– – + (1) BrO3 + 5Br + 6H à 3Br2 + 3H20

– + (2) HOBr + Br + H à Br2 + H20

– – + (3) BrO3 + Br + 2H à HBrO2 + HOBr

– + (4) Br2 + MA à BrMA + Br + H

+3 – + +4 (5) 2Ce + BrO3 + HBrO2 + 3H à 2Ce + 2HBrO2 + H20

– + (6) 2HBrO2 à HOBr + BrO3 + H

+4 +3 + (7) 6Ce + MA + 2H20 à 6Ce + HCOOH + 2CO2 + 6H

+4 +3 – + (8) 4Ce + BrMA + 2H20 à 4Ce + Br + HCOOH + 2CO2 5H

– + (9) Br2 + HCOOH à 2 Br + CO2 + 2H

Important Points: · When [Br–] is high, (1) dominates the reduction of bromate · When [Br–] is low, (5) dominates the reduction of bromate · (5) includes the autocatalytic production of HBrO2; when (5) is dominant, HBrO2 increases exponentially until limited by (6) · (7), (8), and (9) are the final processes, oxidizing malonic and bromomalonic acid · The rates of (7), (8), and (9) are much slower than those of the other reactions · Double- and triple-brominated malonic acid also occur, but in much smaller concentrations than BrMA, so the FKN mechanism neglects these. They would be oxidized in a manner similar to BrMA.

Oscillations occur in the following manner: Process (1) lowers the bromide concentration and increases bromine, allowing for the bromination of malonic acid by (3). When [Br–] has been significantly lowered, (5) causes an exponential increase in bromous acid and the oxidized form of the metal ion catalyst and indicator, cerium. Bromous acid is subsequently converted to bromate and HOBr. Meanwhile, the rate- limiting steps (7), (8), and (9) reduce the cerium to Ce+3 and simultaneously increase bromide concentration. Once the bromide concentration is high enough, it reacts with bromate and HOBr in (1) and (2) to form bromine, and the process begins again. The different spectra of the two ionization states of cerium causes the solution to change from yellow to clear and back as their relative concentrations change, allowing the oscillations to be observed visually. Two-dimensional spatial patterns can either form spontaneously or by stimulation depending on the set-up of the experiment. When the reaction nucleates at a point, diffusion brings bromide from the surrounding region into the nucleation point. This facilitates the resetting mechanism at the nucleation point while simultaneously allowing process (5) to dominate in the surrounding region, oxidizing the metal ion catalyst and perpetuating the front of lowered bromide concentration. In this manner, a circular wave will progress outward from the nucleation point. If the conditions are such that oscillations will continue, a second circular wave will begin at the nucleation point, and the end result will be many concentric rings in a “target pattern.” If the nucleation point does not continue to oscillate, a single will expand until it is annihilated at the edge of the container. Field and Noyes discovered experimentally that the wavefront velocity is given by:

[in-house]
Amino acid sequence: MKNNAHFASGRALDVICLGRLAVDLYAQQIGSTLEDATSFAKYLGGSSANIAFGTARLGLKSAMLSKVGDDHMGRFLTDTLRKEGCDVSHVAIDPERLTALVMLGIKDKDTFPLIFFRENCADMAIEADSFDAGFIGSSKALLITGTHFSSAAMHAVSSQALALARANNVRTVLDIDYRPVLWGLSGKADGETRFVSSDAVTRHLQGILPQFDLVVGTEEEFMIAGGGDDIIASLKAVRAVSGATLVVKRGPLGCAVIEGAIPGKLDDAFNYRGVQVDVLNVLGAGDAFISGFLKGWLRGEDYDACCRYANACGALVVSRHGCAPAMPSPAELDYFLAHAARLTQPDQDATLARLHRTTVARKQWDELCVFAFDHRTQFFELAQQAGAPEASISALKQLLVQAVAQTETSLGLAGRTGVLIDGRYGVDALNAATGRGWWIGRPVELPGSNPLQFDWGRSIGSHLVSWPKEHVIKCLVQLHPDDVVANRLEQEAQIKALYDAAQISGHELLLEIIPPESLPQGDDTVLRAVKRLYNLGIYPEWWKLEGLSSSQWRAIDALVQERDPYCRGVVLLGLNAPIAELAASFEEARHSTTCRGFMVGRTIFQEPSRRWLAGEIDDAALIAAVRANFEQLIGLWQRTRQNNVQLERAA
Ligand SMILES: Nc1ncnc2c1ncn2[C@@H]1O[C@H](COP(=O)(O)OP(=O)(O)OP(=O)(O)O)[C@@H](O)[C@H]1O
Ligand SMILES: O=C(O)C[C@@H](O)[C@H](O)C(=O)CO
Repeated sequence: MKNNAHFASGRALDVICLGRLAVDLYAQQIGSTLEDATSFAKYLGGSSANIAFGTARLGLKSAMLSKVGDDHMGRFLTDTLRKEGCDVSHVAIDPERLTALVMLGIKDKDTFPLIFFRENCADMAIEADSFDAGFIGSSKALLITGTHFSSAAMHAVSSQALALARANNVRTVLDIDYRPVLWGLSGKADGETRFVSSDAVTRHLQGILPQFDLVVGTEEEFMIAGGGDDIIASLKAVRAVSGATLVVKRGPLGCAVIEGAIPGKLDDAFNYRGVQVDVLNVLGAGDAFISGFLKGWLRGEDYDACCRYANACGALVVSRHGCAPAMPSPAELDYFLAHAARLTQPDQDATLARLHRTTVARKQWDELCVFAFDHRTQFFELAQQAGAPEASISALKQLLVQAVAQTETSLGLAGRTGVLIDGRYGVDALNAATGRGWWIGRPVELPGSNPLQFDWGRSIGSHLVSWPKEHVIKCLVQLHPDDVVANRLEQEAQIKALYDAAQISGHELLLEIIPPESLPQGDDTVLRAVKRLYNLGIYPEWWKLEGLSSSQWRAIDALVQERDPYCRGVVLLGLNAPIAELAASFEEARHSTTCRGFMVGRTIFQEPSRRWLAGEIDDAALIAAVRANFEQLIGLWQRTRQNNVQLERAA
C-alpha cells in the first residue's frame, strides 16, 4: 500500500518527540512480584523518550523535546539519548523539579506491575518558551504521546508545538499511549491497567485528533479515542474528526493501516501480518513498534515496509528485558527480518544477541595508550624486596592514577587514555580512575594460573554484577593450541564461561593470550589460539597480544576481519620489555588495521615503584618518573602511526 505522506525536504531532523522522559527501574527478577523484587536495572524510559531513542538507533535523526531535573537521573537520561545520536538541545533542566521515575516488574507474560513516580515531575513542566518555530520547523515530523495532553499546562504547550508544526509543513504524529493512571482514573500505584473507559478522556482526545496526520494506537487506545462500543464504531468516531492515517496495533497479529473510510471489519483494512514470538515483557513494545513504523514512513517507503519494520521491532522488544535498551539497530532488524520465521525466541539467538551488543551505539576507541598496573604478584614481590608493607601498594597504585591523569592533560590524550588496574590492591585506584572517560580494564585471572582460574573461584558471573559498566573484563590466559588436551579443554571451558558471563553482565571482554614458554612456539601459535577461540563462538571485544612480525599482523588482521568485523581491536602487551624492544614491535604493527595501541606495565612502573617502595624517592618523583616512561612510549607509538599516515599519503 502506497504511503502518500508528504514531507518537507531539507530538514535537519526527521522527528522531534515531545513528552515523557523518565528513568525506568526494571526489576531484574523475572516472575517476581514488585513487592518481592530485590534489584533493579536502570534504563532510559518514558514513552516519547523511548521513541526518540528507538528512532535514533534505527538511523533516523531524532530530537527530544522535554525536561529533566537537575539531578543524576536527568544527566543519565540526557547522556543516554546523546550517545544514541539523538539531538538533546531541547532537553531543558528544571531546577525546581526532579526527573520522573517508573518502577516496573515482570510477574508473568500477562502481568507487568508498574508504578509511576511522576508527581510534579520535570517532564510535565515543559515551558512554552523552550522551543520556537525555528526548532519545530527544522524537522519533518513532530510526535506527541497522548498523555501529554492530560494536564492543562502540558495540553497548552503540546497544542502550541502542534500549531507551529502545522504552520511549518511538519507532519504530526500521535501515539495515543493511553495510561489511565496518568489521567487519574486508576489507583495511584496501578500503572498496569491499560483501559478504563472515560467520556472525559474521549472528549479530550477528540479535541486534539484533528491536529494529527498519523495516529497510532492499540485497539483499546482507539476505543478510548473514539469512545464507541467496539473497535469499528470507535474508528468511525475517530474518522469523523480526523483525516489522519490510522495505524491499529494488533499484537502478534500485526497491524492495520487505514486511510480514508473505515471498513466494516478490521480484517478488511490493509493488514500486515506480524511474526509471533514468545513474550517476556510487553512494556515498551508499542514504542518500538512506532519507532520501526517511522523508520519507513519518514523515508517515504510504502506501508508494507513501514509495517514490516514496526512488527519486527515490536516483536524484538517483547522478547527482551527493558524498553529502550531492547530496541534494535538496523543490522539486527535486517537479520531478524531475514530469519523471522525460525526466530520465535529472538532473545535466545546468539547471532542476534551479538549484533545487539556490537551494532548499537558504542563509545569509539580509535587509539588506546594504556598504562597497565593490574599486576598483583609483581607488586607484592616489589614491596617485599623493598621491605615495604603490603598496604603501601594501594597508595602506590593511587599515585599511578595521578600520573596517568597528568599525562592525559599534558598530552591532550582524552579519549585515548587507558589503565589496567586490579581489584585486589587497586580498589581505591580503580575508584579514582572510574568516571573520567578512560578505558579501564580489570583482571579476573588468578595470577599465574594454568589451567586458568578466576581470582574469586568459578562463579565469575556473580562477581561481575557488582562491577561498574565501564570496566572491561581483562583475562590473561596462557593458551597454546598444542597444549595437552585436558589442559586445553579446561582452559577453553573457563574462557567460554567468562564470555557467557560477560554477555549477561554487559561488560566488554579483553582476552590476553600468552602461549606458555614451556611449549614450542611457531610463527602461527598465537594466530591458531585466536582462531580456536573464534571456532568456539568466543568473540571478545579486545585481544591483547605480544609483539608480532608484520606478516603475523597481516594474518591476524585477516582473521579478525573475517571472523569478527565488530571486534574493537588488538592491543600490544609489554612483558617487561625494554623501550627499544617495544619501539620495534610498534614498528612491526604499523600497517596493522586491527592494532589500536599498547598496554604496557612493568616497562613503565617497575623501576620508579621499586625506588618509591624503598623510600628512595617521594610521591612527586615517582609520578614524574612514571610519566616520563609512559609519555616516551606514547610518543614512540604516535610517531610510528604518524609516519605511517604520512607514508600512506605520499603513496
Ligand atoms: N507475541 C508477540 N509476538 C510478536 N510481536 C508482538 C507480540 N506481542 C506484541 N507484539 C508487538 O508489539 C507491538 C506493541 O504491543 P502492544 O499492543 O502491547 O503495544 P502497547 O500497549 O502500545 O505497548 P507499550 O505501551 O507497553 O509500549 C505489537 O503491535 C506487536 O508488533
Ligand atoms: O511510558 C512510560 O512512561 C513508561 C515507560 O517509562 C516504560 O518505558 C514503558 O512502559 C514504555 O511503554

2 -1 -1 + – 1/2 v = 0.04 cm sec M ([H ][ BrO3 ])

(Tyson, p85). Furthermore, there is a curvature dependence on the velocity. For very small target patterns, the curvature is relatively high and this slows the reaction’s progress because diffusion from a point is less than diffusion from a line. This dependence is given by the eikonal equation:

v* = v + DK

(Epstein, p123), where D is the diffusion constant (on the order of 10 -5 cm2sec-1) , K = ±r- 1 is the curvature (positive for a contracting circle and negative for an expanding circle), and v is the propagation velocity for the reaction at zero curvature. Using the above equations and typical numbers for hydrogen and bromate concentrations and D, we can estimate v and v*. Using the following values: – [BrO3 ]= 0.3 M [H+] = 0.25 M D = 10 -5 cm2 / sec results in: v = 6.5727 mm / min v* = 5.9727 mm / min (200 ìm expanding circle) v* = 6.5697 mm / min (4 cm expanding circle) v* = 6.5757 mm / min (4 cm contracting circle) v* = 7.1727 mm / min (200 ìm contracting circle)



Rather than use cerium as a catalyst and indicator, as Field, Körös, and Noyes did, we used ferroin, which has a more conspicuous color change between its two ionization states, from dark red to bright blue. The reactants were stock solutions of sodium bromate, potassium bromide, and malonic acid dissolved in sulfuric acid. The ferroin used was a 0.025 M stock solution in water. The initial concentrations in the experiment were: